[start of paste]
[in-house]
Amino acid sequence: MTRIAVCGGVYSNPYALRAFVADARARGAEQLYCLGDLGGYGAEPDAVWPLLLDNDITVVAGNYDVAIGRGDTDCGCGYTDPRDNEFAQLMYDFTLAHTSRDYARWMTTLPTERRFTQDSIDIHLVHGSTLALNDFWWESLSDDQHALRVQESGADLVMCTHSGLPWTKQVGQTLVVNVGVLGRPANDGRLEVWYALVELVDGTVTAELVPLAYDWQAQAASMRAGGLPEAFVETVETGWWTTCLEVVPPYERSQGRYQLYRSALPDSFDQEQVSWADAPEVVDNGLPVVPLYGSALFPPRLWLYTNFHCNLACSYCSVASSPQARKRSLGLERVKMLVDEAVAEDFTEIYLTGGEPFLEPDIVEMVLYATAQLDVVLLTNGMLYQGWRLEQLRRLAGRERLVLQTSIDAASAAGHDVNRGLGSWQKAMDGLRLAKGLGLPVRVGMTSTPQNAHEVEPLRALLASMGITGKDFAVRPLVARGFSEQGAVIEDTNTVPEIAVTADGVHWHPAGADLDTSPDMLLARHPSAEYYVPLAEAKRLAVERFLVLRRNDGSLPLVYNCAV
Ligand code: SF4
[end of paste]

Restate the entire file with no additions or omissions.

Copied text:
[in-house]
Amino acid sequence: MTRIAVCGGVYSNPYALRAFVADARARGAEQLYCLGDLGGYGAEPDAVWPLLLDNDITVVAGNYDVAIGRGDTDCGCGYTDPRDNEFAQLMYDFTLAHTSRDYARWMTTLPTERRFTQDSIDIHLVHGSTLALNDFWWESLSDDQHALRVQESGADLVMCTHSGLPWTKQVGQTLVVNVGVLGRPANDGRLEVWYALVELVDGTVTAELVPLAYDWQAQAASMRAGGLPEAFVETVETGWWTTCLEVVPPYERSQGRYQLYRSALPDSFDQEQVSWADAPEVVDNGLPVVPLYGSALFPPRLWLYTNFHCNLACSYCSVASSPQARKRSLGLERVKMLVDEAVAEDFTEIYLTGGEPFLEPDIVEMVLYATAQLDVVLLTNGMLYQGWRLEQLRRLAGRERLVLQTSIDAASAAGHDVNRGLGSWQKAMDGLRLAKGLGLPVRVGMTSTPQNAHEVEPLRALLASMGITGKDFAVRPLVARGFSEQGAVIEDTNTVPEIAVTADGVHWHPAGADLDTSPDMLLARHPSAEYYVPLAEAKRLAVERFLVLRRNDGSLPLVYNCAV
Ligand code: SF4